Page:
However, because Monday’s decision was tied to such fact-specific holdings, it does not provide us much guidance going forward. In how many cases will it be possible to accommodate religious views without imposing costs on others? When there are real costs to others, what interests will be considered sufficiently important to override religious-liberty claims?
If the decision provides little guidance, though, the litigation presents an important lesson. In the months leading up to the Supreme Court’s decision, advocates supporting the contraception mandate expended significant efforts arguing that the plaintiffs in the case — all for-profit corporations — could not, by definition, exercise religion. While the argument had some legal traction — after all, corporations do not pray or practice religion, only people do — there was also a strong element of strategy in pressing this claim. To justify a substantial burden on religion, the Religious Freedom Restoration Act seemed to require the government to satisfy too high a standard — it had to prove that the law was necessary to achieve a compelling interest. The best strategy was to deny that the corporations in question had any rights to begin with.
However, there is a significant cost to this strategy. It requires inflicting significant emotional harm on a wide range of religiously motivated companies — from the kosher butcher to the Christian bookseller — by telling these companies that they were insufficiently religious to merit the government’s protection.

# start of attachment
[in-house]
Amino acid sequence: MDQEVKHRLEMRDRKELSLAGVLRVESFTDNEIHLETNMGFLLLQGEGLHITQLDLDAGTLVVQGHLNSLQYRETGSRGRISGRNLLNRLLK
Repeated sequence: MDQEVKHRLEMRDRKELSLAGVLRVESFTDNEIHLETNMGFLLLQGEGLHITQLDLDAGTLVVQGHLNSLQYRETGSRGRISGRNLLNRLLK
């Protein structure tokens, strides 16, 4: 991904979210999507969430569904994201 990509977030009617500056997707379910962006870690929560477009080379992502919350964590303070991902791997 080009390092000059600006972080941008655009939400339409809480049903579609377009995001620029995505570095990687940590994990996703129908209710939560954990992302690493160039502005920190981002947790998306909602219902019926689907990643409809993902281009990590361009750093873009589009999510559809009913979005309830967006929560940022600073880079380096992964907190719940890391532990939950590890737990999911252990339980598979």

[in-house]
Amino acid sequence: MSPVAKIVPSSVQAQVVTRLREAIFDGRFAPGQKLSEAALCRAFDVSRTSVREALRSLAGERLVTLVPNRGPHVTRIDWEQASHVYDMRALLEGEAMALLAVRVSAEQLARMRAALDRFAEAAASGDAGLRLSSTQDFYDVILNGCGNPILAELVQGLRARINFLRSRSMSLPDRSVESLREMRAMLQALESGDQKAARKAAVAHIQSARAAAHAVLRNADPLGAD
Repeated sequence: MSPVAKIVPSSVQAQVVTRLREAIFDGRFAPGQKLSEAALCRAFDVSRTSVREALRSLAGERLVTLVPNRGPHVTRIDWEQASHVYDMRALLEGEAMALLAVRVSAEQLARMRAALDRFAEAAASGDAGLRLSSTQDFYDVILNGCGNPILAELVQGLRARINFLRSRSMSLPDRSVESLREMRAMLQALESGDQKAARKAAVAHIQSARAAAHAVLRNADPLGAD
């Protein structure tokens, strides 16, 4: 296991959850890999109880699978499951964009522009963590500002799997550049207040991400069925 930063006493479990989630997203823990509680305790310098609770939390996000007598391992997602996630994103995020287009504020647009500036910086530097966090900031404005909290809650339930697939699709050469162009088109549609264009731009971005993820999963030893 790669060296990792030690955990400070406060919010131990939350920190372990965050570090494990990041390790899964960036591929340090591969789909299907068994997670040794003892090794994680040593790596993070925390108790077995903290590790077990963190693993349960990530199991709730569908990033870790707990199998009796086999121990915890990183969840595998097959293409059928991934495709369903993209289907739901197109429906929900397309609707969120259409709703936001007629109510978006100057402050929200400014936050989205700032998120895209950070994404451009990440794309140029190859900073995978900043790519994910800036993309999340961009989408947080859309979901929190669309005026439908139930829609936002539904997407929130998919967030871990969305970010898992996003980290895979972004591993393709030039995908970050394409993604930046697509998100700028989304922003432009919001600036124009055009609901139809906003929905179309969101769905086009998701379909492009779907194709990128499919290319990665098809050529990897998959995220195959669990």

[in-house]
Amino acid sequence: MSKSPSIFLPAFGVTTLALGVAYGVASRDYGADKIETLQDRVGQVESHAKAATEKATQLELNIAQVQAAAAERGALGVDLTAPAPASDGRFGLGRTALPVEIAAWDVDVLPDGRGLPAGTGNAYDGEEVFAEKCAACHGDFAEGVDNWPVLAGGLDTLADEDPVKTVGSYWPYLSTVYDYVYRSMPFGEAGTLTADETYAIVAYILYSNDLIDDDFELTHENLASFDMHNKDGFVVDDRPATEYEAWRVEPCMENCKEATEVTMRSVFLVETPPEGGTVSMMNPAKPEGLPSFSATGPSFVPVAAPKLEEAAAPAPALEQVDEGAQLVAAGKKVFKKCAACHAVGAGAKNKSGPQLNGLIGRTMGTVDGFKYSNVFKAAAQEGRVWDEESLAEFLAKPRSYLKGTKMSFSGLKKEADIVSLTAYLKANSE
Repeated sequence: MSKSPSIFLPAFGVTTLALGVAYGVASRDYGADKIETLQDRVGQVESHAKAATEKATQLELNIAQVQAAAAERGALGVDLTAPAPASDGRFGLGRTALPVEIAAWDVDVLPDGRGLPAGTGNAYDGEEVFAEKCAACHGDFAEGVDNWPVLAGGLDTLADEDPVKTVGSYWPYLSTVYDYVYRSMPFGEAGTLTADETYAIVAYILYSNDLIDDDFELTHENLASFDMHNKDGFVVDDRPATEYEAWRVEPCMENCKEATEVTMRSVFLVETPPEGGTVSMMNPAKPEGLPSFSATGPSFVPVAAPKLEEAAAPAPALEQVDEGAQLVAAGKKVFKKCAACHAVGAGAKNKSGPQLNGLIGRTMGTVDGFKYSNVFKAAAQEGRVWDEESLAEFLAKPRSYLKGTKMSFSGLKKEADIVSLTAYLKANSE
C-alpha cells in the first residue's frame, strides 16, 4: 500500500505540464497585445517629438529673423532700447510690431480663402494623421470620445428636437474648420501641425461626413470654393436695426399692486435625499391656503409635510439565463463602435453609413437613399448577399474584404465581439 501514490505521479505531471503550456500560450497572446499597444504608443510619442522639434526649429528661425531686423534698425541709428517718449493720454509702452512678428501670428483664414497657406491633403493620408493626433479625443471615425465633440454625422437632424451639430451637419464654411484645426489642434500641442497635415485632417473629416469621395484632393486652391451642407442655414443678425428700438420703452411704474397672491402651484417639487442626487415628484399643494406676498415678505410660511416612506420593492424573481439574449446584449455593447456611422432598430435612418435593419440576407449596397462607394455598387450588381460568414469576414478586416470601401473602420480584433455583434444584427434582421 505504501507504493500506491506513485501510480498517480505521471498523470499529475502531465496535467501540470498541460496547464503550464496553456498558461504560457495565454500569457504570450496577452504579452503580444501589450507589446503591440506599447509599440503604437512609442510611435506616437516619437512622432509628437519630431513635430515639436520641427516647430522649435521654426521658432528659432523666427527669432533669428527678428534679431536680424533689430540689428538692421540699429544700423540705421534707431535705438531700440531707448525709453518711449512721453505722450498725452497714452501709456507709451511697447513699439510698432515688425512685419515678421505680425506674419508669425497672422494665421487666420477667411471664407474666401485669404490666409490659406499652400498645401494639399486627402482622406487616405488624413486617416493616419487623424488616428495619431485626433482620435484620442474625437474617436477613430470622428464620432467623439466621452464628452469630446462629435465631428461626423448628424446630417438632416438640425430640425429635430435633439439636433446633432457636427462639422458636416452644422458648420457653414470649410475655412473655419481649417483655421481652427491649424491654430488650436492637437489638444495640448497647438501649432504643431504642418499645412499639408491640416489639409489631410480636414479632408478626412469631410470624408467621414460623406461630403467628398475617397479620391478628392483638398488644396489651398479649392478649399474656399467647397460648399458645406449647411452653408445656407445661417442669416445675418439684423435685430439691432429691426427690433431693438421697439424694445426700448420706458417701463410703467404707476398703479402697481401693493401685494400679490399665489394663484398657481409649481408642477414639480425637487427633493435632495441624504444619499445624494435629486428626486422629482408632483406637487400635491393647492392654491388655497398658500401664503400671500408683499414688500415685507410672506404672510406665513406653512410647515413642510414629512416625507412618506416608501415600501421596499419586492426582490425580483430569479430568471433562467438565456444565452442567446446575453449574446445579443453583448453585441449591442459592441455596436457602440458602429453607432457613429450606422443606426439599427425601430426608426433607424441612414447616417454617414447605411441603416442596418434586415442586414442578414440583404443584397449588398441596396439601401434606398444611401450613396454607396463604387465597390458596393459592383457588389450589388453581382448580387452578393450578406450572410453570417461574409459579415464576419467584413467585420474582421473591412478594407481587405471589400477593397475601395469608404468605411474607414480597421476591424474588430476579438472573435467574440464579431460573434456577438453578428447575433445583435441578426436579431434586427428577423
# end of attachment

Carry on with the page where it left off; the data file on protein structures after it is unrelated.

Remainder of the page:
Such a strategy isn’t necessary. Instead of refusing these companies religious liberties, we need courts — from the Supreme Court on down — to articulate a standard for “compelling interests” that doesn’t set the bar beyond reach. We need a standard that captures the inherent need to balance the needs of religion against the needs of others. The answer isn’t to limit the number of religious-liberty claims; the answer is to expand the range of claims while simultaneously recognizing that other considerations might be sufficiently important at times to override religious liberty. Being more explicit about balancing interests ensures that nobody’s claims are deemed irrelevant or insubstantial. Doing so recognizes the sincerely held beliefs and commitments of our increasingly diverse society, and it demands that courts exercise careful and considered judgment — even as sometimes, some interests must win out over others.
Michael Helfand is associate professor of law and associate director of the Diane and Guilford Glazer Institute for Jewish Studies at Pepperdine University.